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September 2007


VIRTUALIZATION BufferZone Enterprise REVIEWED BY GREG BALAZE TrustWare Price: Starts at $2,899 per 100 licenses With the information security field seemingly saturated with every possible appliance and software, it would seem there's little room for an innovative approach. TrustWare's BufferZone belies that notion. TrustWare's BufferZone works by quarantining suspect or restricted applications, creating a protected environment for each Web- or network-based application, such as Web browsers, IM, email and P2P applications, preventing viruses or malware from entering and affecting the rest of the workstation. Configuration/Management B   Instead of designing a management console, BufferZone relies on Microsoft's native Group Policy Objects to manage and deploy BufferZone and its installation file. This allows easy integration with Active Directory and reduces the learning curve, through a group policy template that uses the familiar management console (MMC). Simply copy the administration file to the c:windowsinf directory and ...

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Features in this issue

  • Rootkit detection and removal know-how

    Get advice on how to detect malware and rootkits and the best ways to achieve rootkit removal and prevent hacker attacks.

  • What CISOs need to know about computer forensics

    With computer forensics needed for civil litigation, human resources investigations and criminal cases, organizations need to ensure they're prepared and evidence is preserved. This feature details steps involved in computer forensics, common missteps, and forensics resources.

  • Logical, physical security integration challenges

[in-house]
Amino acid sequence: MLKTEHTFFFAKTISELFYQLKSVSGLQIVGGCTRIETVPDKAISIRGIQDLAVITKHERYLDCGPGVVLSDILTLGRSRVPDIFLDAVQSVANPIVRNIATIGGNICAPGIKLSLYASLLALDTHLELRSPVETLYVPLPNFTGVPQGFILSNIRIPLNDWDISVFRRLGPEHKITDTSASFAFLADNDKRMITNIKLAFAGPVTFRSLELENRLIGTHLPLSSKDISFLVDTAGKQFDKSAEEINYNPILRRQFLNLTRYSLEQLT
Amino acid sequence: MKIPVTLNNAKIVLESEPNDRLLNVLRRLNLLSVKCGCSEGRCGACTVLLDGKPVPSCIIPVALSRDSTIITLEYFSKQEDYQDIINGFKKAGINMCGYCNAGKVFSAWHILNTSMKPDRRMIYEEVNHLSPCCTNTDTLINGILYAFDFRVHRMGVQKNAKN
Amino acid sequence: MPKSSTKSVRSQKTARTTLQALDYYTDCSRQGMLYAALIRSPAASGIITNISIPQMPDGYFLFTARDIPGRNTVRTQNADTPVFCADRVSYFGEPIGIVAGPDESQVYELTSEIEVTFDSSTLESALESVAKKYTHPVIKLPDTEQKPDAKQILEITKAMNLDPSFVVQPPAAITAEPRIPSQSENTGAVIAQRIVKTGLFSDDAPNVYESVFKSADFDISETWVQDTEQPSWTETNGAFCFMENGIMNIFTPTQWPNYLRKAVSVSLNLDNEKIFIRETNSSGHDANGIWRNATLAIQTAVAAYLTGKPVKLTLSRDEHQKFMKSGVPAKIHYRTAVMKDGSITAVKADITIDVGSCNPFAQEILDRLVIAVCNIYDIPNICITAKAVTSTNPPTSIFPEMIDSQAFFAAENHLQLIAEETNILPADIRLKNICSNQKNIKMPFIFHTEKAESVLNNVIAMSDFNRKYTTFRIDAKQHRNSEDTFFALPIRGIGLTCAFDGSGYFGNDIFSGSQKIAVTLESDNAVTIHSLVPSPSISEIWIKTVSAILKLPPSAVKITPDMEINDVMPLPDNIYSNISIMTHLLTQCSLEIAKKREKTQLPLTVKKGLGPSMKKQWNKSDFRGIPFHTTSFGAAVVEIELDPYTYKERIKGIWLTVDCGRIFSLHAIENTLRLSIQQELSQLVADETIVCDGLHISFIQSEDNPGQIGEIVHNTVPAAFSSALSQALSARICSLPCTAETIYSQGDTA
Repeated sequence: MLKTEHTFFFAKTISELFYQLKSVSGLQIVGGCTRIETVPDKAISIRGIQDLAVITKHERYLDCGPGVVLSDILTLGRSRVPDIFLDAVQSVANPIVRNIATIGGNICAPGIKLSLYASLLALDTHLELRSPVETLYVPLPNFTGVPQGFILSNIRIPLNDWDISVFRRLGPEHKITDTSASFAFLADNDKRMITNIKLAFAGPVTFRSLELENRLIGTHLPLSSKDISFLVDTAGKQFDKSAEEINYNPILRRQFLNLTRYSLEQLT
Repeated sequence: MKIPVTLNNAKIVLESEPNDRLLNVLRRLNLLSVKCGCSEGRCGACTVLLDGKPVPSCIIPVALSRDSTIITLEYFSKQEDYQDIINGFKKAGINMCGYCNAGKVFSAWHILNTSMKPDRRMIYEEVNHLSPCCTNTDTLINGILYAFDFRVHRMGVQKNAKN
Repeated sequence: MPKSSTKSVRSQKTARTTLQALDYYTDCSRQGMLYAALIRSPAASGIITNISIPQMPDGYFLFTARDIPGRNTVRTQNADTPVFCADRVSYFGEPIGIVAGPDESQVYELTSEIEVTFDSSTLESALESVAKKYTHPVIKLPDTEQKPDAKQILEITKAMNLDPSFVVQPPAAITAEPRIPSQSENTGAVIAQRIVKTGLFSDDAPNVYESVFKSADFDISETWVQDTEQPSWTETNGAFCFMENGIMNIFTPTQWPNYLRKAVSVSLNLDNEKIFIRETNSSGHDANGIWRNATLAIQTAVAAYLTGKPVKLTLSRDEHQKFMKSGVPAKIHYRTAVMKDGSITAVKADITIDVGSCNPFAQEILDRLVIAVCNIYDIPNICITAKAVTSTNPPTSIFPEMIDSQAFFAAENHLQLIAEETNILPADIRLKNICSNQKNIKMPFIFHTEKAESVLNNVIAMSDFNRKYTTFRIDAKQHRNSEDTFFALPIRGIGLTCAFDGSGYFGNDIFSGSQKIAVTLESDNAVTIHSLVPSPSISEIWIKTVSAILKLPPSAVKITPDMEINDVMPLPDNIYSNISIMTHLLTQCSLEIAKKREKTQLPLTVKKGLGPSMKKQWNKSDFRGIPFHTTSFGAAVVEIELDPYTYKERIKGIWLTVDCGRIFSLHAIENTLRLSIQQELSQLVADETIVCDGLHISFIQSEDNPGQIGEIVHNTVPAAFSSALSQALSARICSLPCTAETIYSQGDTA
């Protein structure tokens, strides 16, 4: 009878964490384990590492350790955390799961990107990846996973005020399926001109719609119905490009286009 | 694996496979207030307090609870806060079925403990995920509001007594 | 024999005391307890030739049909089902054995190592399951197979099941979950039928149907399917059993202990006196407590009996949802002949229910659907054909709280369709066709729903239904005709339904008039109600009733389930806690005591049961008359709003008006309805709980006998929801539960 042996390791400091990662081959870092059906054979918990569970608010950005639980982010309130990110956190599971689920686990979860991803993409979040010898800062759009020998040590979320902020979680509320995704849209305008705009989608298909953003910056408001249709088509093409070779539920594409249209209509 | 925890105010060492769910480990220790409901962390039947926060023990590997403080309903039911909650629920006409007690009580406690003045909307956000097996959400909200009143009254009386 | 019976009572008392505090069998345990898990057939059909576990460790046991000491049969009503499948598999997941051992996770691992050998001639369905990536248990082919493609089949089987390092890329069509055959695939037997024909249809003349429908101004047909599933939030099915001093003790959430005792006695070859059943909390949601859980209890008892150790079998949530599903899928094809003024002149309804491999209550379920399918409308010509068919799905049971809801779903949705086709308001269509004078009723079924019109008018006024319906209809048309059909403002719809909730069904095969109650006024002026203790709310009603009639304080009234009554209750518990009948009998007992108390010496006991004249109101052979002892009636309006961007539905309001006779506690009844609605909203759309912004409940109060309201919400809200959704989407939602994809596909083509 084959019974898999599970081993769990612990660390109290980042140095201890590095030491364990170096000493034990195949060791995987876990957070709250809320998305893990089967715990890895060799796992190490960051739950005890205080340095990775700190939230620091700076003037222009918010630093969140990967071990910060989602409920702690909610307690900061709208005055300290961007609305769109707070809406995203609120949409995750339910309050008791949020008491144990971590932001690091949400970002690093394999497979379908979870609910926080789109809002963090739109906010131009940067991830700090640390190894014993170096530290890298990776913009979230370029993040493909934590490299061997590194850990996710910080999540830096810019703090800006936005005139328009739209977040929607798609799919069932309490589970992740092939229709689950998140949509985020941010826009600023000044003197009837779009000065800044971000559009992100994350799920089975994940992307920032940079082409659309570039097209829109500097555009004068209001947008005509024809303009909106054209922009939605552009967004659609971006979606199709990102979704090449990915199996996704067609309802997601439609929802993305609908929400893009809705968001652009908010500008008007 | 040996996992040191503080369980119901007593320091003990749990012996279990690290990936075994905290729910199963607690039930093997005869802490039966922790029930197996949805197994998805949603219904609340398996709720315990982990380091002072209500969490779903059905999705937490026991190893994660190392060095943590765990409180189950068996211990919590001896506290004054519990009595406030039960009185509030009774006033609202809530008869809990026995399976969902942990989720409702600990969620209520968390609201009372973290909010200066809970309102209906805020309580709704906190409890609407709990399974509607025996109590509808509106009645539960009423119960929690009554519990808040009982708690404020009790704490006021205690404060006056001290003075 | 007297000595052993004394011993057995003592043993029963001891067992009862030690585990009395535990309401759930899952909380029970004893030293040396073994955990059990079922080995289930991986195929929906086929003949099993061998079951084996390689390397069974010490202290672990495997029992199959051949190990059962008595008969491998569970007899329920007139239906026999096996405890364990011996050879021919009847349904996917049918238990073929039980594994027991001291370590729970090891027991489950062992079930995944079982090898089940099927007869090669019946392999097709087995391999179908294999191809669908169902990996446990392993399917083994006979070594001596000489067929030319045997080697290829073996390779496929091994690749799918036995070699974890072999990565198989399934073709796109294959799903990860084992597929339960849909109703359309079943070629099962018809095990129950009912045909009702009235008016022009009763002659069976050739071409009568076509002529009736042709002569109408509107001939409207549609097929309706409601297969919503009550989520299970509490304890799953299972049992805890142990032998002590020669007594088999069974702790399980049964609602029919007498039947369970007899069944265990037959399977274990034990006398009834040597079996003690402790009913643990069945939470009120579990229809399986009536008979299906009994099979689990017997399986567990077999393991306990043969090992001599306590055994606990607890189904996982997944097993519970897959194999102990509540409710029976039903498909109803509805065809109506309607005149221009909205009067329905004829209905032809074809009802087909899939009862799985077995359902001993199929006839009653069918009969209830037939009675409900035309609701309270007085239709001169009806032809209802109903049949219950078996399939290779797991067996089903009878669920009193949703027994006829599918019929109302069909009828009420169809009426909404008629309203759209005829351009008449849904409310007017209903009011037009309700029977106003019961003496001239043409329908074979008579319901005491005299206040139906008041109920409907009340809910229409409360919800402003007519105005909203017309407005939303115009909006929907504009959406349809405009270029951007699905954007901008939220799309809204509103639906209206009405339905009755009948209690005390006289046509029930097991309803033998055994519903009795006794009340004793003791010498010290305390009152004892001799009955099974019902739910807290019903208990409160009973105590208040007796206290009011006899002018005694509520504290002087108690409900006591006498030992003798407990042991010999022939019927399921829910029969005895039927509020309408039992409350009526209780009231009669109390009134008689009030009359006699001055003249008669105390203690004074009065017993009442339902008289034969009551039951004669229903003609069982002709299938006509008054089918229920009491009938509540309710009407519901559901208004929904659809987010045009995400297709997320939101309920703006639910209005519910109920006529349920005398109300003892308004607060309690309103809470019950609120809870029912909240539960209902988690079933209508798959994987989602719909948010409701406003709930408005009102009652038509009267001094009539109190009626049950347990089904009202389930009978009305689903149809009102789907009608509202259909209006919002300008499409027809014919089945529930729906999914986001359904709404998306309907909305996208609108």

Integrating physical and IT security can reap considerable benefits for an organization, including enhanced efficiency and compliance plus improved security. But convergence isn't easy. Challenges include bringing the physical and IT security teams together, combining heterogenous systems, and upgrading a patchwork of physical access systems.

  • Consolidation's impact on best-of-breed security

    Standalone security vendors are attractive targets for large infrastructure players such as EMC. This feature looks at the consolidation in the security market and the potential for best-of-breed security to eventually disolve into a mashup of suites and services by big vendors like EMC, IBM, Microsoft, and HP.

  • SIM and NBA product combination is powerful

    The recent announcement that Mazu Networks, a provider of network-based analysis (NBA) tools, and eIQnetworks, a supplier of SIM products, underscores the trend towards convergence in the NBA and SIM markets. The value proposition is clear: two useful network/security data analysis tools in one integrated package.

  • Intrusion Prevention: Stonesoft's SGI-2000S IPS

    SGI-2000S IPS

Columns in this issue